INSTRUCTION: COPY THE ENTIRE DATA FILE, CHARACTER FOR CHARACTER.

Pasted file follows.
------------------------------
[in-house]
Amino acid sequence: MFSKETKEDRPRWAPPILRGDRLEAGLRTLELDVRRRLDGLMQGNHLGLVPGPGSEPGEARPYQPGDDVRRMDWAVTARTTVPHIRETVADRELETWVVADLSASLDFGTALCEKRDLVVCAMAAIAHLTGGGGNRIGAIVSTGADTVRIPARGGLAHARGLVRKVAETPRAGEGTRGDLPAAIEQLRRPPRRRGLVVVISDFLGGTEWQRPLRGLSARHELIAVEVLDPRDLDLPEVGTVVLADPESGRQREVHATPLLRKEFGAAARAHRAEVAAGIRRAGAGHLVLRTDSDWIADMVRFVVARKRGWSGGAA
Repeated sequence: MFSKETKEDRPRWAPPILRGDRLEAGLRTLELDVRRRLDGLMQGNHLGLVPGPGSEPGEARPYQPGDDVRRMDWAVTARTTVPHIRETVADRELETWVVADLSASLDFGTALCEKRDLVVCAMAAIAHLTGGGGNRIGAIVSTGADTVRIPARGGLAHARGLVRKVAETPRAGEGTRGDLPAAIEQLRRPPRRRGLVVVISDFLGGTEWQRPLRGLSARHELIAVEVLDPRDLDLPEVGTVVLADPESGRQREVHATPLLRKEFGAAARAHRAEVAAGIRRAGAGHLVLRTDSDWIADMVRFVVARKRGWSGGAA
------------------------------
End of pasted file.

[in-house]
Amino acid sequence: MFSKETKEDRPRWAPPILRGDRLEAGLRTLELDVRRRLDGLMQGNHLGLVPGPGSEPGEARPYQPGDDVRRMDWAVTARTTVPHIRETVADRELETWVVADLSASLDFGTALCEKRDLVVCAMAAIAHLTGGGGNRIGAIVSTGADTVRIPARGGLAHARGLVRKVAETPRAGEGTRGDLPAAIEQLRRPPRRRGLVVVISDFLGGTEWQRPLRGLSARHELIAVEVLDPRDLDLPEVGTVVLADPESGRQREVHATPLLRKEFGAAARAHRAEVAAGIRRAGAGHLVLRTDSDWIADMVRFVVARKRGWSGGAA
Repeated sequence: MFSKETKEDRPRWAPPILRGDRLEAGLRTLELDVRRRLDGLMQGNHLGLVPGPGSEPGEARPYQPGDDVRRMDWAVTARTTVPHIRETVADRELETWVVADLSASLDFGTALCEKRDLVVCAMAAIAHLTGGGGNRIGAIVSTGADTVRIPARGGLAHARGLVRKVAETPRAGEGTRGDLPAAIEQLRRPPRRRGLVVVISDFLGGTEWQRPLRGLSARHELIAVEVLDPRDLDLPEVGTVVLADPESGRQREVHATPLLRKEFGAAARAHRAEVAAGIRRAGAGHLVLRTDSDWIADMVRFVVARKRGWSGGAA